Our final four and a half days in Turkey were spent in Istanbul. We were excited because there is much to see in the great city and we looked forward to taking our time in visiting them.
Tip: When planning to spend time in Istanbul, review the places you want to visit and plan ahead. Many of the primary tourist sites in Istanbul are closed on one or more days a week. Many, but not all, are closed on Mondays. Even the Grand Bazaar and the restaurants in the area around the Grand Bazaar close early on Monday evenings.
Here is a run down of all of the places we visited in Istanbul in our final days:
Chora Church (also known as Kariye Museum): During our trip, we had been reading the fictional mystery Belshazzar’s Daughter by Barbara Nadel. It mentioned Chora Church/Kariye Museum so we were determined to visit it ourselves and we are very glad that we did. It is located outside the main area of town and is a bit out of the way. We decided to be adventurous and take the Golden Horn Ferry and then walk up the hill to the church. Finding the loading area of the ferry was a bit of a challenge as it’s hidden off behind a car park near the main boat loading areas for Bosphorus Tours. We finally did find it, bought our tickets and embarked on a boat ride up the Golden Horn. We got off at the appointed stop and headed up the hill to find the Chora Church. Many locals in the area were more than eager to help us find the church as it’s a bit hard to find among the narrow streets in the area.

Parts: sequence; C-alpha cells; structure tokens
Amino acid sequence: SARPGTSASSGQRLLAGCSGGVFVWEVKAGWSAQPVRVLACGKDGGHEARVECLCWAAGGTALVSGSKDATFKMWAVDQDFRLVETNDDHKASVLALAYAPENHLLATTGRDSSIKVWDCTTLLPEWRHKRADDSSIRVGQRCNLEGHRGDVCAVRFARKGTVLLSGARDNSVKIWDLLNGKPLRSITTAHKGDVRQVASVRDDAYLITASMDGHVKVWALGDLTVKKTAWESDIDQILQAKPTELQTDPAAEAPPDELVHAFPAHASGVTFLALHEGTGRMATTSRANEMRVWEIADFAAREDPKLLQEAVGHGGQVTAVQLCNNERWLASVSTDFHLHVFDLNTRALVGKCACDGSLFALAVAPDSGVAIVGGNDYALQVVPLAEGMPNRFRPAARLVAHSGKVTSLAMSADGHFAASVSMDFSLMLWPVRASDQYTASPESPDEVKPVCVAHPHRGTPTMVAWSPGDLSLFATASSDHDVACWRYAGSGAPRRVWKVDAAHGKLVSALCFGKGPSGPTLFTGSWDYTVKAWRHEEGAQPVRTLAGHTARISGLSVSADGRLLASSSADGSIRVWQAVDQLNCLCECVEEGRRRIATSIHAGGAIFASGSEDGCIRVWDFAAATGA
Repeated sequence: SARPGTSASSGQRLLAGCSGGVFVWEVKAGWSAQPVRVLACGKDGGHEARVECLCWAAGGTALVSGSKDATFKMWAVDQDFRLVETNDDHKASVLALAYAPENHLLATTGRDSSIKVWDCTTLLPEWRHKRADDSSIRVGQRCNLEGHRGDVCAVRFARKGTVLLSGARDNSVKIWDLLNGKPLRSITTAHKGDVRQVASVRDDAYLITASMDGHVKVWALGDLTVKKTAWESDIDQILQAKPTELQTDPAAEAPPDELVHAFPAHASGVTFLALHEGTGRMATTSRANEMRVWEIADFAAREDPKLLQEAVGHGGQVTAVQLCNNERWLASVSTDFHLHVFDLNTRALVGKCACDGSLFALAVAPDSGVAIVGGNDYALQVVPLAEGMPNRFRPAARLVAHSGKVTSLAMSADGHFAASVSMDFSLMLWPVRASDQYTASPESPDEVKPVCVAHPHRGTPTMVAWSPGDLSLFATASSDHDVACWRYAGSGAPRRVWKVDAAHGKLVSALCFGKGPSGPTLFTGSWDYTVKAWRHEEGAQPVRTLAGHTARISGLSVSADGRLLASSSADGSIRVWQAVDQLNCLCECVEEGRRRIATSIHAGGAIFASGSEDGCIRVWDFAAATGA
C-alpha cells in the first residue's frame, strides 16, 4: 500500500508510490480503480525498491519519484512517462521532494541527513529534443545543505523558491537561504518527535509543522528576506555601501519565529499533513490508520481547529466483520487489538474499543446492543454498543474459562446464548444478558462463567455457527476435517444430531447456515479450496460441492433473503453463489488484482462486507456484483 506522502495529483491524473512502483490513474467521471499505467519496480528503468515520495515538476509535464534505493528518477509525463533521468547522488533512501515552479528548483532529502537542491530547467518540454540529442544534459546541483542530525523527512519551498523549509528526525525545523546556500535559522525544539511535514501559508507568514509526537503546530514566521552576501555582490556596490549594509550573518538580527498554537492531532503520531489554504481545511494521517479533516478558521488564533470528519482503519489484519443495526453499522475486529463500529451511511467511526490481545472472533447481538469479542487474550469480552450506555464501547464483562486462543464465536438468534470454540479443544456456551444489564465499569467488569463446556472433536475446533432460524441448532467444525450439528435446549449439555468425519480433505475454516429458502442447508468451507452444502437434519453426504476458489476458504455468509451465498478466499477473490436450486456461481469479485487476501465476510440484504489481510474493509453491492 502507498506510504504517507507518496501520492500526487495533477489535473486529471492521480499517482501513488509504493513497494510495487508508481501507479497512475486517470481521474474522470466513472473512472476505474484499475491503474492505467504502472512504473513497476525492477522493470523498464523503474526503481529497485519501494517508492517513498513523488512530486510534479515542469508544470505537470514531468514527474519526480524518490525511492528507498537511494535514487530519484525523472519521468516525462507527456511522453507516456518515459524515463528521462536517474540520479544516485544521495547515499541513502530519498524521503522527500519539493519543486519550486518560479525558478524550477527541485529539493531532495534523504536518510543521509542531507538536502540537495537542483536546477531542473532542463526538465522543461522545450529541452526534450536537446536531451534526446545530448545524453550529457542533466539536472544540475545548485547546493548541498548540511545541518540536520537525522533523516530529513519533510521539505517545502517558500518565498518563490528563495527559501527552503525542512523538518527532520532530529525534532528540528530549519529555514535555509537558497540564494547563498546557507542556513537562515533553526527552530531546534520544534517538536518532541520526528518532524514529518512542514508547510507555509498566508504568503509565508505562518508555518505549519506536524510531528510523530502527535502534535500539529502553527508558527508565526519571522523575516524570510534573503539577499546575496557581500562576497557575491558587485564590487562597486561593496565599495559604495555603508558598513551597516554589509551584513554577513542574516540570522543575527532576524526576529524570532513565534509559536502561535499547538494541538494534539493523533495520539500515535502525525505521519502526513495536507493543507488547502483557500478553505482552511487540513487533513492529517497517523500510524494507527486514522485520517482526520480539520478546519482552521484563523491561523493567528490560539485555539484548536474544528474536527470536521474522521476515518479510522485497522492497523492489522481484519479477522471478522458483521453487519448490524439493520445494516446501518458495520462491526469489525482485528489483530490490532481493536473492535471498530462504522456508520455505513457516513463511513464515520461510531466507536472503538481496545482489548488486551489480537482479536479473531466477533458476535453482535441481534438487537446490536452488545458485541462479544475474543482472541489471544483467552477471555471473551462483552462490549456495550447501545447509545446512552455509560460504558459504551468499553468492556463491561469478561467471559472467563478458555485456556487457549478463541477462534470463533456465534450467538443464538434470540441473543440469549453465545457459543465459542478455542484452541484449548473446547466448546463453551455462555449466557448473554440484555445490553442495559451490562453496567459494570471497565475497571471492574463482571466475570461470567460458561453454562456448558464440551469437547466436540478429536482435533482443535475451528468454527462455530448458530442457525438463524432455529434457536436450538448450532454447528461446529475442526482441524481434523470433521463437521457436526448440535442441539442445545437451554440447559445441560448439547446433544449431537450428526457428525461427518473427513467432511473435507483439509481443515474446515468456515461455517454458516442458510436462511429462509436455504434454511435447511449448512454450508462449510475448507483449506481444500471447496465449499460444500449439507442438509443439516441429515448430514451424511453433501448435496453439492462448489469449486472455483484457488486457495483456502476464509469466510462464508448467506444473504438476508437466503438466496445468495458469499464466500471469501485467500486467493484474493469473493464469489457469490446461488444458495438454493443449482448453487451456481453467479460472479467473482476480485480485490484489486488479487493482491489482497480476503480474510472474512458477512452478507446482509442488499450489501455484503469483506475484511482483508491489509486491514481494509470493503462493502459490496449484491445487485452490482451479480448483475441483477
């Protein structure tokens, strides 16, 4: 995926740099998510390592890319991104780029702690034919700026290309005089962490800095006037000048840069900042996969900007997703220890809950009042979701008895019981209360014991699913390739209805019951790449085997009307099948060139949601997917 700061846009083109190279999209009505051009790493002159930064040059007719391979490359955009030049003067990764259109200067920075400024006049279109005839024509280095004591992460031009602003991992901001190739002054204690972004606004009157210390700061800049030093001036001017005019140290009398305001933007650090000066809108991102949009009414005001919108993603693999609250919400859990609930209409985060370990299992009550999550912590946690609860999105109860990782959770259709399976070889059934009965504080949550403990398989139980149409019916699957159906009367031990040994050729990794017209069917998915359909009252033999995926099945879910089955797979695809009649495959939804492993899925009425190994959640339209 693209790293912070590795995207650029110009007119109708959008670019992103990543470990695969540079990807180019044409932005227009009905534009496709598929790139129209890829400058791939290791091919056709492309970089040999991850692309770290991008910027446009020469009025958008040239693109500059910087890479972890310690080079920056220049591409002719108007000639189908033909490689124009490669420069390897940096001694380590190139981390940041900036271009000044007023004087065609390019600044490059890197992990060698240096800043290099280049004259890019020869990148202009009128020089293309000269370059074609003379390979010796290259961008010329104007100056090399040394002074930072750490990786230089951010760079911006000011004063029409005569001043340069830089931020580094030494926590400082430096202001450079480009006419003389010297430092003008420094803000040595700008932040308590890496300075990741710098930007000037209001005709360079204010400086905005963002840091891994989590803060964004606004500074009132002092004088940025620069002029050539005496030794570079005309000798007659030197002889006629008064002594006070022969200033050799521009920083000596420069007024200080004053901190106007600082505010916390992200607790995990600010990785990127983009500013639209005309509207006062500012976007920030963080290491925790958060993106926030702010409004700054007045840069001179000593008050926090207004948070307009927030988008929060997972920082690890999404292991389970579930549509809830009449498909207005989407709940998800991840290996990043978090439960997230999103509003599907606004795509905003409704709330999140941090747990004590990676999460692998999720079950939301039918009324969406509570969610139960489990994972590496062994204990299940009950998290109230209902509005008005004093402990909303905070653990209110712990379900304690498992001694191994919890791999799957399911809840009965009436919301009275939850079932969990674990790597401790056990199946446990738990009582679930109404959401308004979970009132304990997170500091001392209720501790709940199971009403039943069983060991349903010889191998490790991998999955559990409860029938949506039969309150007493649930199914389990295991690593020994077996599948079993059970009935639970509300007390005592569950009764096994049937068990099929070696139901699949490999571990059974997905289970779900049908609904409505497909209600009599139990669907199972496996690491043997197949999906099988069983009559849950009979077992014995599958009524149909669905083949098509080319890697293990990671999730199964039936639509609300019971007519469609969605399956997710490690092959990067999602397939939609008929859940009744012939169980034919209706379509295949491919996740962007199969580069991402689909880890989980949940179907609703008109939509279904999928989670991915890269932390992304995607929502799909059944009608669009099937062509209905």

The Chora Church is well worth the trip out of town. The mosaics and frescoes in the Chora are stunning. They date from the last period of the Byzantine period (14th century). As with many churches in Instanbul, following the conquest of Istanbul in 1453, it was converted into a mosque in 1511. It was then converted into a museum in 1945, and during the restoration in 1948-1959, the mosaics and frescoes were uncovered and brought to the light.
Plan to have a freshly fried fish sandwich right along the river/harbor when exiting the Golden Horn Ferry back in Istanbul – they are delicious and very inexpensive.
Dolmabahce Palace: Dolmabahce Palace was built in the 19th century and was lived in by the last Ottoman Sultan. It is one of the most glamorous palaces in the world, rivaling anything you’ll find in Europe, including Versailles. Inside you will see an entire staircase with banisters made from crystal and a 4 1/2 ton crystal chandelier as well as several 3 ton chandeliers. While not it the traditional “Turkish” style, the palace and harem are well worth the visit. You are required to be part of a tour to visit the inside of both the Palace and haren. Unfortunately, photos are not allowed inside. The Palace sits right on the Bosphorus and is a lovely place to have lunch on a nice day. It’s quite easy to get to, just take the Metro to the end of the line to the East and walk on the main street a couple of blocks. You can’t miss it.